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Laser Ablation Shapes Precision Optics

Photonics Spectra
Jan 2000
Aaron J. Hand

Trying to precisely shape optics and achieve low wavefront distortion with conventional polishing methods can be a daunting task, particularly for optical components that are larger than 50 cm or smaller than 1 cm. For both large and small optics, wavefront measurements are difficult.

"It is much more convenient if we can shape and measure the optics on the same stage," said Takahisa Jitsuno, an associate professor at Osaka University. "Of course it is also convenient in medium-size optics, but we have several schemes for dealing with medium-size optics."

Jitsuno and fellow researchers at the university's Institute of Laser Engineering have developed a technique that performs shaping and phase measurement simultaneously, achieving low wavefront aberrations. Called laser ablative shaping, it uses a 193-nm ArF excimer laser to shape optics and a phase-shift interferometer to monitor aberration in situ.

The researchers have tried to shape glass and quartz using this method, Jitsuno said, but debris causes unacceptable surface roughness. With plastics, ablated materials react with O2 in the atmosphere to make the amount of debris negligible. Bringing together the uniform ablation properties of plastics and the preferred optical properties of glass, the researchers coated a glass substrate with a 50-µm-thick layer of UV-cured resin.

The experimenters used an excimer laser from Lambda Physik GmbH of Göttingen, Germany, to generate flat and spherical shapes in a 5-cm-diameter hybrid glass-plastic substrate. They used a fluence of 45 mJ/cm2, which minimized surface roughness.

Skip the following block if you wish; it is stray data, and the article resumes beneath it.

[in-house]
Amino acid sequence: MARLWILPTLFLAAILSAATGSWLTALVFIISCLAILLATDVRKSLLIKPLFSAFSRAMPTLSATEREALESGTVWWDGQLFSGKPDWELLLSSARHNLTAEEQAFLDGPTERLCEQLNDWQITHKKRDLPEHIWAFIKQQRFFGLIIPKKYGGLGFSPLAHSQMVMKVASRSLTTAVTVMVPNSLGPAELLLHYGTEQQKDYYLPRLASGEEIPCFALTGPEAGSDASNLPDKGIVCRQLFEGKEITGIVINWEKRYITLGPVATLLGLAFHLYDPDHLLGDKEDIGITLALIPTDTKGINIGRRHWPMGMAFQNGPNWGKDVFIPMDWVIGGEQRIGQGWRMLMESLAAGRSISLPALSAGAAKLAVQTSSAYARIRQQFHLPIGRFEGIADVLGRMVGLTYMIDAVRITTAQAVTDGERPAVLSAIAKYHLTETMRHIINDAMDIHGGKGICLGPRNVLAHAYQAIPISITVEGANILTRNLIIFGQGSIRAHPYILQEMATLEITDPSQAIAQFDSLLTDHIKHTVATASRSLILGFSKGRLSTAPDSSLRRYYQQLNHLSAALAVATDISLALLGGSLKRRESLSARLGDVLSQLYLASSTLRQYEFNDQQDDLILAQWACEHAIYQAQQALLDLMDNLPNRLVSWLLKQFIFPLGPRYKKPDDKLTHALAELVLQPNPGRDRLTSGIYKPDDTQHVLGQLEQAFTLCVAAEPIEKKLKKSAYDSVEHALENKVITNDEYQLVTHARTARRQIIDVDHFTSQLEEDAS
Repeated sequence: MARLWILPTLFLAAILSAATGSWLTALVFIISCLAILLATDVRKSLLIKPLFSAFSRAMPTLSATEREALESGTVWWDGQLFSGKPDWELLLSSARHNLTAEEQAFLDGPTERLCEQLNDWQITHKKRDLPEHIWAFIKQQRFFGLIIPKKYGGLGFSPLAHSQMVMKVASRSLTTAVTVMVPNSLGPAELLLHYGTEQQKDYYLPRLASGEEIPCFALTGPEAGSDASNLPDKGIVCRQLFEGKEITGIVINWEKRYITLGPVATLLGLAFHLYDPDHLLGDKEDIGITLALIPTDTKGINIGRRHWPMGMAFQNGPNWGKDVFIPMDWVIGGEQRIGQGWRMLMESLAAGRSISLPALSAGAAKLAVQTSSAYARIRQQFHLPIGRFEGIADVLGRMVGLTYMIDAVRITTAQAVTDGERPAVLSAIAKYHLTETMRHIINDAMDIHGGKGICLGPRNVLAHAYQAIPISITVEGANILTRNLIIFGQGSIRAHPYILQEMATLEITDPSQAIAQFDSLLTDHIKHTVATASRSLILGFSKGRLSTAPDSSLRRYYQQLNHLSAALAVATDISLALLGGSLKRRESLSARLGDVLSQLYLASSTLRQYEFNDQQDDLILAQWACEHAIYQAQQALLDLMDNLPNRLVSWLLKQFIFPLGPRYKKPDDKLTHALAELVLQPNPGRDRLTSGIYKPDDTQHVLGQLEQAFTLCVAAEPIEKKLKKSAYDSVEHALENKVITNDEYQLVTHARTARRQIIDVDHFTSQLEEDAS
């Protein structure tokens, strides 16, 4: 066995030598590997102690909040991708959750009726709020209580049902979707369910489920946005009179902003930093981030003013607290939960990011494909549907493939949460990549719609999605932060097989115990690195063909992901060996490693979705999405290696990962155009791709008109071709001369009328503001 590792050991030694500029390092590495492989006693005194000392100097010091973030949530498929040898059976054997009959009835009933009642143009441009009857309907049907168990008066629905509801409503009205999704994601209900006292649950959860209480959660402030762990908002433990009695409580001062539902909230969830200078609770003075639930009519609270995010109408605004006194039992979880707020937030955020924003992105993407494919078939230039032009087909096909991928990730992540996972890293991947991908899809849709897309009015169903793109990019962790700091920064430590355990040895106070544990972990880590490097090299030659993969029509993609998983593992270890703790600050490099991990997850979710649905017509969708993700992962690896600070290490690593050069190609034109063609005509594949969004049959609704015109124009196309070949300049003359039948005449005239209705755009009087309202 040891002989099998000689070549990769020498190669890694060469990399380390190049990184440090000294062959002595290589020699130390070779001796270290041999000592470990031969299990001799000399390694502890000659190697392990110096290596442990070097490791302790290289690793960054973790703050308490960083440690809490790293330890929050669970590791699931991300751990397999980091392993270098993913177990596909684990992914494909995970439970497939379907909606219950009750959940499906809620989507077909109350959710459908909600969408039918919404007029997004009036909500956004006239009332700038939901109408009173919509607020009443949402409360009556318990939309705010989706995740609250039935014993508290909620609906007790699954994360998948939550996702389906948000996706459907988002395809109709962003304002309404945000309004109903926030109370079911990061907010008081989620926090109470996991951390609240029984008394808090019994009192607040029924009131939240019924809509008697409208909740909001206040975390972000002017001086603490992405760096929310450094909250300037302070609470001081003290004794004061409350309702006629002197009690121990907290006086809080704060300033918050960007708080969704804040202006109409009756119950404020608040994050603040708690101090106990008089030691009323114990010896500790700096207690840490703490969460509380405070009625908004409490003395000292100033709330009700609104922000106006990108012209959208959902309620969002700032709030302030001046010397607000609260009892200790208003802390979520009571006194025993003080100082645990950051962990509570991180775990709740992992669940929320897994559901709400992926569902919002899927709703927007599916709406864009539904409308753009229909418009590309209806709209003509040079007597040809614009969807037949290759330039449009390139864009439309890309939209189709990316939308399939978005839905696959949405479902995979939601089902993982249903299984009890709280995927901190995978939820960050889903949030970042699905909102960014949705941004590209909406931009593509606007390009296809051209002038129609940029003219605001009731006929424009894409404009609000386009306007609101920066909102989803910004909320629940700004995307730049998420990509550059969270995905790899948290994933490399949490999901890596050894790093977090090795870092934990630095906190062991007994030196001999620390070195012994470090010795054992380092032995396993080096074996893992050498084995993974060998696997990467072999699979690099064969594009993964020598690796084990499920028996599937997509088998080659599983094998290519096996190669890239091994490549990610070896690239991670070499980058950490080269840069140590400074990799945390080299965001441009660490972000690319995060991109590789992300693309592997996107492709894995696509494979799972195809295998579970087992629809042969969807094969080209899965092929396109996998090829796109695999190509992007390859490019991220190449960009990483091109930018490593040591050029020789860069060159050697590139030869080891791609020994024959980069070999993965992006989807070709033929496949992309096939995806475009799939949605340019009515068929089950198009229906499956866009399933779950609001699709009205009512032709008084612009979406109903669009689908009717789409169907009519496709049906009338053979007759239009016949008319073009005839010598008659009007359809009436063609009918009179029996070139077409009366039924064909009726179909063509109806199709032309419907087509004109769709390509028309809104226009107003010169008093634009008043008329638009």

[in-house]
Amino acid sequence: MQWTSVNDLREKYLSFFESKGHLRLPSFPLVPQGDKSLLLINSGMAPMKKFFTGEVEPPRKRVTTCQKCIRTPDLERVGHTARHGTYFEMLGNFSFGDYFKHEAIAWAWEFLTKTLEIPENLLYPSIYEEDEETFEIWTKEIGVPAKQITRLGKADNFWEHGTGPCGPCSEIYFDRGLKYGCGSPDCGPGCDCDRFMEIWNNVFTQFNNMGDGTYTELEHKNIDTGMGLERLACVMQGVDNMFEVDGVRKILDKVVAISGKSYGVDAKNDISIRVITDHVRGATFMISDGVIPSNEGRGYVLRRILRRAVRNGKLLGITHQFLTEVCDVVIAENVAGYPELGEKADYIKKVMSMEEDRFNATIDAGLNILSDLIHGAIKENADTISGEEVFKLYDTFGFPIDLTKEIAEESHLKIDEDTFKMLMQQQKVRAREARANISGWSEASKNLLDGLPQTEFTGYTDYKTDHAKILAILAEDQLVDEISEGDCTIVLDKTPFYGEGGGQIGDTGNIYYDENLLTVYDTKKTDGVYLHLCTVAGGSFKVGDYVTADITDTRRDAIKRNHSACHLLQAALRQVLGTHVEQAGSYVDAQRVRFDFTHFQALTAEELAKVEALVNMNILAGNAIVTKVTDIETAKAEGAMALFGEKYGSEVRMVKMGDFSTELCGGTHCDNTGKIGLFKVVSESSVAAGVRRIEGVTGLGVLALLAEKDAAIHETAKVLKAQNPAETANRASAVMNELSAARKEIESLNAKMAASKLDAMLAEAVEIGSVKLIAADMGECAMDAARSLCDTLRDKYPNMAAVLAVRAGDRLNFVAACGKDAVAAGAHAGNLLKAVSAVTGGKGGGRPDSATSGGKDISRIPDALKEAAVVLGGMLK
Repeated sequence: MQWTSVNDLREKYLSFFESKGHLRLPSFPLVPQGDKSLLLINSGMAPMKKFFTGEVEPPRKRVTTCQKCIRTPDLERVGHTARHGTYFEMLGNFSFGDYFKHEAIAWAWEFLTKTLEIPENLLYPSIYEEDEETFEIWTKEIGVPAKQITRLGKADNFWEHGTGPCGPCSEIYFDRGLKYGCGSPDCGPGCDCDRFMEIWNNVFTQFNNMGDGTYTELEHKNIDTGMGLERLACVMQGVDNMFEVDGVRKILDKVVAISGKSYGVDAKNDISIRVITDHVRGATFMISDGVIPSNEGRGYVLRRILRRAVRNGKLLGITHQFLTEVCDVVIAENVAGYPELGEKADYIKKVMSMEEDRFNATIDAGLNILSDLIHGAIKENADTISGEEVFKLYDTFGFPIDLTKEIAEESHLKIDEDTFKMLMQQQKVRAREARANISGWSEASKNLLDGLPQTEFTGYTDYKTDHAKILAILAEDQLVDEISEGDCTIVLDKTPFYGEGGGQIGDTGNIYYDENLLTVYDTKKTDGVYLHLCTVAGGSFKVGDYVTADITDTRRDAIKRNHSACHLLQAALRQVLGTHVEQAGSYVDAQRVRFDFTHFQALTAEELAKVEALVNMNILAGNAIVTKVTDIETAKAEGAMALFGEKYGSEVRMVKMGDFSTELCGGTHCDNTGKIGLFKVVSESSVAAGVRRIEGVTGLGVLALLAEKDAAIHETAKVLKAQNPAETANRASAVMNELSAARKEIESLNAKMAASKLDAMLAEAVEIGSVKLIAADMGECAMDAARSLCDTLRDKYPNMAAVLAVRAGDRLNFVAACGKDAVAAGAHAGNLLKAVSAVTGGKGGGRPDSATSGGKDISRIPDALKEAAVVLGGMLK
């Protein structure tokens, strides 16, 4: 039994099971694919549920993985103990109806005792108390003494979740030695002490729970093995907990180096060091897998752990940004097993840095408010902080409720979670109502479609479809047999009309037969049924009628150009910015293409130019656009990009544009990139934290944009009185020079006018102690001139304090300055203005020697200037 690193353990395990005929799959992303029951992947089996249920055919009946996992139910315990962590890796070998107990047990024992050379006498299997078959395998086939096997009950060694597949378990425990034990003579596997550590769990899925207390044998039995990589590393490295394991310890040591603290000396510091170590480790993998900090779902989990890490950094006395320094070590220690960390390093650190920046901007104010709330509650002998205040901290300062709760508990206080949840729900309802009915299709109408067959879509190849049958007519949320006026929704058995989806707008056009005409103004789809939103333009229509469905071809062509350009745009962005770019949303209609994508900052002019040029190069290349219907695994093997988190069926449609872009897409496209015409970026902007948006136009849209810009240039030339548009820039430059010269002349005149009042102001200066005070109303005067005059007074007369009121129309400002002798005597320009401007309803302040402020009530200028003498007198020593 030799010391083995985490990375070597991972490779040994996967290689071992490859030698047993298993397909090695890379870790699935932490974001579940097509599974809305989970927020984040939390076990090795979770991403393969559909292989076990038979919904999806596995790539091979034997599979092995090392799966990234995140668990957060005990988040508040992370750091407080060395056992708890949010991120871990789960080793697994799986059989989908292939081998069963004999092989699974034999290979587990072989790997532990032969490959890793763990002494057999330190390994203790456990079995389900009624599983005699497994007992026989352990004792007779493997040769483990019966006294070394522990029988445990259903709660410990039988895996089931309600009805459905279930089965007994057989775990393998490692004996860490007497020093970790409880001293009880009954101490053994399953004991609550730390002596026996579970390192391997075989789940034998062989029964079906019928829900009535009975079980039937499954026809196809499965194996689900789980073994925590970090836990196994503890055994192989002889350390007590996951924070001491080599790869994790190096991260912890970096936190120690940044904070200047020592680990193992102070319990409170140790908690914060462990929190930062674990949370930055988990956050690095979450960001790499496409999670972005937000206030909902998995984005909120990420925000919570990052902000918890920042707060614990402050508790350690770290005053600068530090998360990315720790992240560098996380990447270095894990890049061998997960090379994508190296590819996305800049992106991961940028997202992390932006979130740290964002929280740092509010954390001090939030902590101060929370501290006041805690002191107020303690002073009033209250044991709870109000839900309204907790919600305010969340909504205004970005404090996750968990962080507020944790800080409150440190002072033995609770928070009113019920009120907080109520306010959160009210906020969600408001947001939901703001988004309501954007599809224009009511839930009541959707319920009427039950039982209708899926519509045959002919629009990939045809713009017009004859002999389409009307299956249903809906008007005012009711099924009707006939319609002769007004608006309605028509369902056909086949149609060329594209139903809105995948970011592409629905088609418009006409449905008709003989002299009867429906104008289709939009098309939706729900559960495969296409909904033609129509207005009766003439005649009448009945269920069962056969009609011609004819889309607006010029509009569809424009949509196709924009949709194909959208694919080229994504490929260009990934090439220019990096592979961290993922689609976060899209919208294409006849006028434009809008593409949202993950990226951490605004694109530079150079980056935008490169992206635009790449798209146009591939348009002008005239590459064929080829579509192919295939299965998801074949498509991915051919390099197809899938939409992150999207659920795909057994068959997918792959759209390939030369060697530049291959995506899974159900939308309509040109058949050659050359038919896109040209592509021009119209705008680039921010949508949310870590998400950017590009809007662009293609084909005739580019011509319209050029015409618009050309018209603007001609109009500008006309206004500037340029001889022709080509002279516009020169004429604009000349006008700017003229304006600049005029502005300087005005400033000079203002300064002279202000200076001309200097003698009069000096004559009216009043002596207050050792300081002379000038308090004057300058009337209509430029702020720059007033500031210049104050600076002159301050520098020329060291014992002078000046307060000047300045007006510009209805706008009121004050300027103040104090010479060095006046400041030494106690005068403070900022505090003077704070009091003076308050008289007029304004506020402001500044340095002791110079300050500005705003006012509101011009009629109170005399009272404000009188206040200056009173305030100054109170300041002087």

Laser ablative shaping could reshape laser diode microlenses after assembly to compensate for position errors.

The starting-point wavefront distortion of the flat surface was 3.0 lambda, dropping to 0.17 lambda over 90 percent of the surface after laser ablation. The spherical surface started at 2.5 lambda, and the shaping method produced an aspherical component with a wavefront of less than 0.2 lambda. With the laser operating at 17 Hz, processing took about four hours. A standard polishing machine in good condition would take about six hours to reach the same level with a glass substrate, Jitsuno said.

The accuracy and surface roughness achieved make laser ablative shaping useful for general-purpose optics. The technique could also be used to shape the rear surface of diffractive optics. It may be particularly suited to microlenses for laser diodes or single-mode fibers because it could reshape the surface after assembly to compensate for position errors.

The researchers have experimented in this area since publishing their results in the May 20, 1999, issue of Applied Optics. Because of wavefront errors on the laser diodes, they switched to a Shack-Hartman wavefront sensor, which is more sensitive to the surface ripple generated in polymethyl methacrylate. They recently succeeded in smoothing the surface by ablating with assistance from a new pulsed CO2 laser, Jitsuno said. The single-mode fibers are proving easier, he said, but surface roughness is not yet acceptable.

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